“If it sounded like I could sing it really well, then that’s what I leaned toward,” Studdard explains.  “The most difficult song on this album, and the one that was almost left on the editing room floor, was ‘Here And Now.’  I didn’t want to do it if I couldn’t do it justice, and that one, along with a lot of Luther’s songs, is at the top of my vocal range.” 

After a few listens to Ruben Sings Luther, a constant becomes clear:  Studdard’s delivery is more optimistic, more joyful than Vandross’.  No matter what Luther was singing, his delivery always carried an air of melancholy, while Studdard’s is hopeful. 

At the risk of facing the threat of bodily harm from Vandross’ faithful fans — of which this writer is one — I may prefer Studdard’s version of “A House Is Not A Home” to Vandross’ career-defining masterpiece. 

I know, I know…I can hardly believe I wrote that!  But stay with me for a minute. 

Vandross’ version is almost impossibly plaintive — you KNOW that Luther’s love interest is absolutely NOT at the top of those stairs. In fact, Luther should have gone straight to his therapist after he finished singing, because the object of his affection is gone and is never. Coming.  Back.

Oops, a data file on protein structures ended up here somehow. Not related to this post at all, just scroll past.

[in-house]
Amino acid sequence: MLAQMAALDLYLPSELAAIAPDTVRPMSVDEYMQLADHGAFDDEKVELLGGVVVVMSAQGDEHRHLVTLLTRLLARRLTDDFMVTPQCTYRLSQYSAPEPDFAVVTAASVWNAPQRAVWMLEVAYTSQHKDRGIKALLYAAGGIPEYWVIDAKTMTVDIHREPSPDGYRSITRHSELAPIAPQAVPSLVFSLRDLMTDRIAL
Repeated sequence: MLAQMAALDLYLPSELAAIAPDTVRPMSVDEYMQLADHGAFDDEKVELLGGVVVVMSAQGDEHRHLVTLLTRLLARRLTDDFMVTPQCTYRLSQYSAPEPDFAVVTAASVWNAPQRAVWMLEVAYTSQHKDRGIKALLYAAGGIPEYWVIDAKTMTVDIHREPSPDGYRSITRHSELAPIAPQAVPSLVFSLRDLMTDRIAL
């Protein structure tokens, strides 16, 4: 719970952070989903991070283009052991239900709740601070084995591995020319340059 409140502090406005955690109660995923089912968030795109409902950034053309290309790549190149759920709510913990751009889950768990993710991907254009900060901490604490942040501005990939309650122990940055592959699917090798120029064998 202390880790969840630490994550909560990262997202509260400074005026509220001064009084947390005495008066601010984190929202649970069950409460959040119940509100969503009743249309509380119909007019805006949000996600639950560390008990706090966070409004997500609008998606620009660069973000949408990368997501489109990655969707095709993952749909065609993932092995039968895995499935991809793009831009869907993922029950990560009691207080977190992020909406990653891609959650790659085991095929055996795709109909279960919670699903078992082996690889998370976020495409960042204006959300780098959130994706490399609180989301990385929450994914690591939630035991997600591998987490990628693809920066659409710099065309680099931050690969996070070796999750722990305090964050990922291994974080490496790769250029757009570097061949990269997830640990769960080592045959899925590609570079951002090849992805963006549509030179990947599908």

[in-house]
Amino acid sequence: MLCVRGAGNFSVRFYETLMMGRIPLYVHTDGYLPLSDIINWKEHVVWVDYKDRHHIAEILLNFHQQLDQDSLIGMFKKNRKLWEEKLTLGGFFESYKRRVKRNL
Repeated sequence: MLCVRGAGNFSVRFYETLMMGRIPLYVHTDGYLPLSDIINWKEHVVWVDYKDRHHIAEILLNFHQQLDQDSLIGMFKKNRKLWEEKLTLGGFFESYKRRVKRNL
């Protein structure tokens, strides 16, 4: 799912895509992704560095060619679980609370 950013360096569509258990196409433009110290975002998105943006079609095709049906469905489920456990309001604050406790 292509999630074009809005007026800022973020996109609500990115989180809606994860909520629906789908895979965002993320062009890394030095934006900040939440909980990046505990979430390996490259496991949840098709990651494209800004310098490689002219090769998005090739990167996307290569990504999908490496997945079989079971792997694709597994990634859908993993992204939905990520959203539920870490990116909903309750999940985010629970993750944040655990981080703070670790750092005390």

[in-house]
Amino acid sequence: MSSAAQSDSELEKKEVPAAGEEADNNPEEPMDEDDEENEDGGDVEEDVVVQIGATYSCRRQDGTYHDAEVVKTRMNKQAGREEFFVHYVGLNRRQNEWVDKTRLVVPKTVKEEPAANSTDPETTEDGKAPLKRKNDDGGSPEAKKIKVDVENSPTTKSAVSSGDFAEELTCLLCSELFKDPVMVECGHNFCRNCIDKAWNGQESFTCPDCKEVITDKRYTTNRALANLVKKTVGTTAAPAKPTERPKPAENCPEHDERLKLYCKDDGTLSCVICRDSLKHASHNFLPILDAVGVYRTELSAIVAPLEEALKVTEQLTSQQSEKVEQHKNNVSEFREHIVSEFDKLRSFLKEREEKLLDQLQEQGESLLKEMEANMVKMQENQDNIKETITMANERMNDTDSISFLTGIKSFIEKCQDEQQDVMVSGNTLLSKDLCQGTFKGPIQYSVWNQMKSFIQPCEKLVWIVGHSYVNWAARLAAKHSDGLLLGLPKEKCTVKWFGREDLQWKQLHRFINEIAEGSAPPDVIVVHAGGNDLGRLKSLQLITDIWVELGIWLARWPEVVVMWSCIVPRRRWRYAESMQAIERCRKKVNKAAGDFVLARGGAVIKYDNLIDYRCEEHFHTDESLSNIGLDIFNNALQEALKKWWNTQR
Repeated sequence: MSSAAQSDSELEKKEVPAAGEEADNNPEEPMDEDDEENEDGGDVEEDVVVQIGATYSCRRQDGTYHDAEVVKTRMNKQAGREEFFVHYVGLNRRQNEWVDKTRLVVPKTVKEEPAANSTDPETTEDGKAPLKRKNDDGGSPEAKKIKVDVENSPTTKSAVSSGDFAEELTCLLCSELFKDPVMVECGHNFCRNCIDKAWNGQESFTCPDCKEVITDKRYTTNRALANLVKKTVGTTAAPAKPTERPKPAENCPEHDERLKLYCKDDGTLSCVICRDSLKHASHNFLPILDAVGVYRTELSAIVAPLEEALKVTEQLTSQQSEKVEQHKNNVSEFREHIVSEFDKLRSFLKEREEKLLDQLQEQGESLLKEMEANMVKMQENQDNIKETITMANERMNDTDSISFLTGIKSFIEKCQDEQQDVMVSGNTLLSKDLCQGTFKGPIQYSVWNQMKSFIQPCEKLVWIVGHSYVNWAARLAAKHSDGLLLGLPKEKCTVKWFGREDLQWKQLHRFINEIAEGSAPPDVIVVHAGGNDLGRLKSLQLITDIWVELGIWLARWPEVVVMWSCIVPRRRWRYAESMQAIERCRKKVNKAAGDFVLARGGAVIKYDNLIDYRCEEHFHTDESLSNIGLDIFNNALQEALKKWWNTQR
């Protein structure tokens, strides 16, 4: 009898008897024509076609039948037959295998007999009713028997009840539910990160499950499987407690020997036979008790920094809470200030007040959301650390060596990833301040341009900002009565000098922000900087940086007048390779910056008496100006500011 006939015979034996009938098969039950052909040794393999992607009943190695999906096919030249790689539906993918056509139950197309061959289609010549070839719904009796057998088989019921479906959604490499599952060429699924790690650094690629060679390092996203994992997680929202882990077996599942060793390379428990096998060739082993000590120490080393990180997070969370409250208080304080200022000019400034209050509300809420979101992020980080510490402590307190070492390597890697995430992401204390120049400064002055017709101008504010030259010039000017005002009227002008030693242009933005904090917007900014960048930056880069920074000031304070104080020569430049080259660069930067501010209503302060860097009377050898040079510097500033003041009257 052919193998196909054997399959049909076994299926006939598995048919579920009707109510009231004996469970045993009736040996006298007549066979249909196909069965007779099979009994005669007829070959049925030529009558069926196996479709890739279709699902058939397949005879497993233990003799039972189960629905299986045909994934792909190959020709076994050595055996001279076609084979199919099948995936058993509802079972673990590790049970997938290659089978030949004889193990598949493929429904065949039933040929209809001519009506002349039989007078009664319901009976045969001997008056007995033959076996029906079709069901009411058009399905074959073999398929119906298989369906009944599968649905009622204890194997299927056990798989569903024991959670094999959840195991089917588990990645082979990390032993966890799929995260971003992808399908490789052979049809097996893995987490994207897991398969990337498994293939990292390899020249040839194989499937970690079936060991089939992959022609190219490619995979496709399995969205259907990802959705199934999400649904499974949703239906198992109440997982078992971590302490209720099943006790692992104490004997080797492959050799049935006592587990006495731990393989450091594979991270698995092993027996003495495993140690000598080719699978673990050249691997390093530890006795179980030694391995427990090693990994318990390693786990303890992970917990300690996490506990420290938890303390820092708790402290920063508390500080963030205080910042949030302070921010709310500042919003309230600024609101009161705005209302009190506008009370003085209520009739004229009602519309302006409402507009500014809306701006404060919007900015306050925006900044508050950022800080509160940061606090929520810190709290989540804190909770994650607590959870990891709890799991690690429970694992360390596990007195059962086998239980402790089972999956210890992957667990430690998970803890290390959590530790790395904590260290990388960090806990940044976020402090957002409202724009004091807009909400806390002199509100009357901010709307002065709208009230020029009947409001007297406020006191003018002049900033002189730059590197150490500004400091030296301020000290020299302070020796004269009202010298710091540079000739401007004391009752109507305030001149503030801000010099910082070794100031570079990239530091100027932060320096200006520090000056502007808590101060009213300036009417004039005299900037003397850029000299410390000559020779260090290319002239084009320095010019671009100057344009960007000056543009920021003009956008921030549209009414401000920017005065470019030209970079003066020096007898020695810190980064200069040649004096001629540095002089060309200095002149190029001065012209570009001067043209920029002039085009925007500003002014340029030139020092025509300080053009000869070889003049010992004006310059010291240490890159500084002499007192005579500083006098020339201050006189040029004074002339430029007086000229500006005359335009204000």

By contrast, Studdard’s version leaves you looking up, and morphs into an album-closing, gospel-tinged, ebullient version of “Power Of Love” that got me out of my seat.  As he opens with “When I say goodbye, it’s never for long / ‘Cause I know our love still on / It’ll be exactly like it was / ‘Cause I believe in the power of love,” you have hope that Studdard will move on.  And you want him to. 

In listening to Ruben Sings Luther, you’ll realize that Studdard has joined the ranks of Vandross, Hathaway, Cole and other masterful song interpreters.  The Velvet Teddy Bear has grown up. 

I asked Studdard for his take on the differences between his approach to the material, and Luther’s own. 

“With ‘A House Is Not A Home,’ you have to understand that Luther’s version was produced in the 80s.  So the sonics alone — the clarity of sound — are going to be different.” Studdard explains.  “Also, having learned a lot about Luther, his favorite singers were female.  He loved Diana Ross, and when you listen to Luther, a lot of times you can hear that breathiness, that airiness that Diana used on her vocals.”